The worlds of advertising and editorial, once separated by a metaphorical (if not literal) wall at all media companies, are now blurring in very strange ways. In fact, let’s be honest, it’s becoming increasingly difficult to tell the difference between the two. Even the marketing jargon used to describe the new genre that’s part advertising/part content is difficult to decipher.
For example, take the terms “native advertising” and “sponsored content.” These days, the two terms are basically used interchangeably by everybody. Technically, “sponsored content” is a subset of “native advertising,” which is used to describe all advertising that resembles editorial content.
At one time, native advertising labored under a number of burdensome requirements, like the need to avoid mentioning a specific call to action and the need to use different design elements so that the casual reader would immediately recognize something “funny” about the content and realize that it wasn’t produced by the publication’s editorial board.
You can think of the humble advertorial that appeared in magazines and newspapers (back in the day when people actually read magazines and newspapers) as the forerunner of today’s “sponsored content.” Remember the days when you’d be leafing through some incredibly highbrow publication like The Economist and come across a two-page spread touting the investment potential of some backwater, developing economy?
If you looked hard enough, you’d see some kind of disclaimer that the content was produced by that nation’s economic development office and not by the magazine. But it was content that was designed to appeal to the type of reader who might decide to invest in emerging market stocks one day. And, as they say, once you see it, you can’t un-see it. (Years from now, you’ll be kicking yourself for not having invested in some oil-rich dictatorship with a huge stock market!)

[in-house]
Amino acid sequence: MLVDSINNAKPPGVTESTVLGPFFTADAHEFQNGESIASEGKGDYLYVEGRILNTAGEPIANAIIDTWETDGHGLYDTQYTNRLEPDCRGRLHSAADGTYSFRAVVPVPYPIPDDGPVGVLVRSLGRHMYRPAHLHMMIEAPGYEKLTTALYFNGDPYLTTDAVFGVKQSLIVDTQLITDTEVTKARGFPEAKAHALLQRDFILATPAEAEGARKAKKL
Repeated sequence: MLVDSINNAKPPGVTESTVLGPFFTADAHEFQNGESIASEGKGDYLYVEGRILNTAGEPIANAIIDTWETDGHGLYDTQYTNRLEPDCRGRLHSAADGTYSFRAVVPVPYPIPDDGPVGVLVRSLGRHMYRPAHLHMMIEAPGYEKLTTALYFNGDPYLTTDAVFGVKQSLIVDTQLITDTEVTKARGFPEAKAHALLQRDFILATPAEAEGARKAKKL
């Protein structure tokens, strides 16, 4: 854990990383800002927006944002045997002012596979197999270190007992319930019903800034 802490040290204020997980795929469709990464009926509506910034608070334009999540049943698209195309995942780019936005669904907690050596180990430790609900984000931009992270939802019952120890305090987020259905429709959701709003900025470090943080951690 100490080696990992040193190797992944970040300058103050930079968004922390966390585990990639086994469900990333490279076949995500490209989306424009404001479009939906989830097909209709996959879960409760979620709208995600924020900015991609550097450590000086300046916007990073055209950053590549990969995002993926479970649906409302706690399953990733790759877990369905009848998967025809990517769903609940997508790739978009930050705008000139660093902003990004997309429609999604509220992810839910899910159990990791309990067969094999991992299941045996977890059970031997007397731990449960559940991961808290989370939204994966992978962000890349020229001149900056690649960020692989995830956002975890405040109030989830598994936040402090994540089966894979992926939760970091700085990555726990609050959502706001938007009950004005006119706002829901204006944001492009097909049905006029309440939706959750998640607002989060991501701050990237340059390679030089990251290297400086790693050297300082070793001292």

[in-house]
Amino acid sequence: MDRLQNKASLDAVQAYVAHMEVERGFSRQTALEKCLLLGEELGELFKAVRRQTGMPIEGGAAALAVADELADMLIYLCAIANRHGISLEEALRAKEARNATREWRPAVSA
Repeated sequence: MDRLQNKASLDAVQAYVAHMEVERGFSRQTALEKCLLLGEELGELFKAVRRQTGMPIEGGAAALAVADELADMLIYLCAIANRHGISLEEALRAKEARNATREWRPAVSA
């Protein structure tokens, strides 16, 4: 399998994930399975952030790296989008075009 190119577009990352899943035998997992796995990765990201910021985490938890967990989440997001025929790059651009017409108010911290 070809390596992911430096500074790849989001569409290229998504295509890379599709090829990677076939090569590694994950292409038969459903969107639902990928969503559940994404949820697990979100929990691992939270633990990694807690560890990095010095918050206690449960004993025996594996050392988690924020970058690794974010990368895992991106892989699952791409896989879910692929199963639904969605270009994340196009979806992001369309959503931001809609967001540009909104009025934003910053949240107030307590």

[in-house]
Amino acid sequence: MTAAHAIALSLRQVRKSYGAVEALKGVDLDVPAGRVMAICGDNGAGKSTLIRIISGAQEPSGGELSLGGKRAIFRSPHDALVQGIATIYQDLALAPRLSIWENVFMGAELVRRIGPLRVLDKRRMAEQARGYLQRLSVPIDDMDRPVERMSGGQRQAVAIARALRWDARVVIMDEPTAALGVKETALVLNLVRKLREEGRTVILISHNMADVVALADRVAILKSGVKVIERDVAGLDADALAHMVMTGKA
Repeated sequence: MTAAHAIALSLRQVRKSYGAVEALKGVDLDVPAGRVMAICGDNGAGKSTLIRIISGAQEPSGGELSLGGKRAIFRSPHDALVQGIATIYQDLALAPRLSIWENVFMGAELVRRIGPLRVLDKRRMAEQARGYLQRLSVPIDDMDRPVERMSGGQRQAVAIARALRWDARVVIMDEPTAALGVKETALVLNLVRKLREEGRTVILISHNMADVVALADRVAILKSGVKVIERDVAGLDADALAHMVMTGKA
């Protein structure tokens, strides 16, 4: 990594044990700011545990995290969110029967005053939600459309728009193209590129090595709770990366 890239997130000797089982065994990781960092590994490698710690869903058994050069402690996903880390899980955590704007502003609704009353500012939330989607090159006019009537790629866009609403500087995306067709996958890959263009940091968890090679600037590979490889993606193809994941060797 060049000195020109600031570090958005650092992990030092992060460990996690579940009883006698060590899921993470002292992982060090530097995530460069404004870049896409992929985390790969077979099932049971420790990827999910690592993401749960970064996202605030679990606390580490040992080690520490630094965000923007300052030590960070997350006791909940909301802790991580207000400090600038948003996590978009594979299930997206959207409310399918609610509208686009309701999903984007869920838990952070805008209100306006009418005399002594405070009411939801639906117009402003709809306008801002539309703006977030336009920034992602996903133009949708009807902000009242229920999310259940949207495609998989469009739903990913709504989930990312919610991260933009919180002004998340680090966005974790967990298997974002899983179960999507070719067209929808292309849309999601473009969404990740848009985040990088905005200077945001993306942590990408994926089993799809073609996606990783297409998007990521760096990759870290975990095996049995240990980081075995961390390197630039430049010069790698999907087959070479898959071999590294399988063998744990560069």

Flash forward to today, and it’s a lot harder to distinguish between “real content” and “native advertising.” You might say, in fact, that native advertising has gone completely native. Gone are all the restrictions on what native advertising can and cannot include. In fact, all the big media publications – including the very highbrow New York Times – have created what they typically call “content studios,” where brands can have access to all the design elements used by the media publication itself. The wall between advertising and editorial is gone.
The result? You get content from the biggest tech companies right smack dab in the middle of the biggest tech blogs. You get brands creating content about things like “What Type of Game of Thrones Character Are You?,” which can then be posted on a site like BuzzFeed, all in the hope that it will go viral. See? It’s content – but it’s also advertising.
The dirty little secret is that nobody trusts advertisers these days. People ignore banner ads. They instinctively click any box of a pop-up ad to make it go away. So, advertisers are doing everything in their power to resemble content producers. They even call their practice “content marketing, “ because it’s using content to market.
But here’s the thing – the situation with native advertising (and all of its spin-offs, like sponsored content) is getting to be so murky that people are starting to lose faith in the original content producers! If you’re being cynical (and it’s hard not to be cynical if you spend more than a few minutes on a site like BuzzFeed), you might say that the big media companies made a Faustian pact.
Yes, they did a deal with the devil, and now they’re having to deal with all the unintended consequences, like “fake news” articles that are created by fake websites claiming to be real websites and posting fake stories about real people.
The latest fake news scandal should be a warning signal to brands. As long as you’re creating advertising that’s clearly advertising – and you’re marking it as such, nobody is really going to care. That’s what brands do – they advertise. But it’s another thing entirely when the advertising is designed to “trick” readers (there’s no nice way to describe this, really) into buying something that they think comes with the stamp of approval of a trusted media brand.
Bearing all that in mind, you are now ready to begin a content marketing campaign. Find out how to “Do More with Content Marketing.”